Letter: Editor should live up to own standard


I find it interesting that whenever our arguments are weak, we have to resort to personal attack to try to win a debate. Having worked alongside Jonathan Lange for several years in the Wyoming Pastors Network, and knowing his personal charity toward people with whom he disagrees, I found it laughable that you would cast aspersion on his character.

“Love thy neighbor as thyself?” Perhaps you should live up to your own standard of passing judgment when calling our current president “lunatic-in-chief.” Whether one agrees with our current president’s policies is not the point — respect for his position would dictate a higher standard of journalistic excellence.

When you said that you did not want to make this a debate about the Bible, I can understand why, seeing that every reference to scripture that was used in the piece was horribly taken out of its context. 

The Church is not built upon the whimsical tides of public opinion or political correctness. It has at its foundation the Bible, in its entirety — not just sound bite passages pulled from context for the personal convenience of espousing a message of non-judgmentalism.

It should be noted that the Church, in its many denominations and branches, has consistently stood for 2,000 years on a consensus view of what the scripture teaches concerning marriage and sexuality. It could be argued that some denominations have grown up with the times and changed their position to reflect the current dogma.

Having given that point, it can also be affirmed that those denominations did not change their view because they had arrived at a better understanding of the Bible; no, it was simply a reflection of their desire not to run counter to the present riptide.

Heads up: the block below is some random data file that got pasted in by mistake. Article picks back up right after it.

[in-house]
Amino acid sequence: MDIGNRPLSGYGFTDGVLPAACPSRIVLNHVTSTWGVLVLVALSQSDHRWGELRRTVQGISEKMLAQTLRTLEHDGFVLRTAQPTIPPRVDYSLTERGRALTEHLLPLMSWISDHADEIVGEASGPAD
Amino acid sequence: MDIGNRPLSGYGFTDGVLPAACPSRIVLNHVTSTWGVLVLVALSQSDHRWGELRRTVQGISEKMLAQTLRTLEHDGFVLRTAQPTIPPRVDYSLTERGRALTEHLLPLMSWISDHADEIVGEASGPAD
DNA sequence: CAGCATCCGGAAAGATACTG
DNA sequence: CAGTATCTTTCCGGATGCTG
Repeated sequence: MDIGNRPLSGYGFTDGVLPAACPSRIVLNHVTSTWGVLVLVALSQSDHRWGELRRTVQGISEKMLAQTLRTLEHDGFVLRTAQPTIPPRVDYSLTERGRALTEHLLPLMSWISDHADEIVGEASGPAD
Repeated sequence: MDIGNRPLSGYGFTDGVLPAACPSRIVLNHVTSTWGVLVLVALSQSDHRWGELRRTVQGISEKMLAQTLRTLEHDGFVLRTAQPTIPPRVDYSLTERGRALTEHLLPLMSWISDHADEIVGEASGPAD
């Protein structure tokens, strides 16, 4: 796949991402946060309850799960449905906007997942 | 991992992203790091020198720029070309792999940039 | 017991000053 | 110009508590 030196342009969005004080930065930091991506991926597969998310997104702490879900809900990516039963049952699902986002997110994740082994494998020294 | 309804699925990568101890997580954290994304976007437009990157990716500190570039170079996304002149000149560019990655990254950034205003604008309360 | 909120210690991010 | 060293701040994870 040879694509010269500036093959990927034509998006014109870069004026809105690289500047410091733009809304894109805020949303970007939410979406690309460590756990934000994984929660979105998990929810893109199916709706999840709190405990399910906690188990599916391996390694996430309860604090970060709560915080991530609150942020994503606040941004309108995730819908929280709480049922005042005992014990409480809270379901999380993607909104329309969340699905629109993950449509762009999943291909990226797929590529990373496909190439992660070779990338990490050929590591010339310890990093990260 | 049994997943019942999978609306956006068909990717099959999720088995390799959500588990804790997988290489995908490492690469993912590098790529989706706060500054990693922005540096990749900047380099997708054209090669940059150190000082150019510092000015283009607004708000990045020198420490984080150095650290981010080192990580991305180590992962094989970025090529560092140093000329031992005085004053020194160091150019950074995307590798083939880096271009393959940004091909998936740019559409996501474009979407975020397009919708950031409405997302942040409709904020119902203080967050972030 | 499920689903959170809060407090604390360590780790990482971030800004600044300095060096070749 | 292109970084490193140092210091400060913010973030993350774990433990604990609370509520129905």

Having said this, it is also important to remember that Christians in America are not only members of Christ’s church, they are also citizens of the United States. Therefore, they are afforded the protections of the Bill of Rights, as is everyone.

This includes freedom of religion, not just worship. This means adherents of a religion are free to practice their beliefs in the society at large, not just within the four walls of their churches. Also, they are afforded the right of freedom of speech. This protection is not intended to allow speech that is currently popular — rather, it affords the protection to speak out with a message that is not.

The current debate is not just about equality for LGBT folk; rather, it has become about silencing the voice of those who do not consent. You could have done better; how about a real debate about ideas, not merely casting stones from your bully pulpit. 

Tim Moyer



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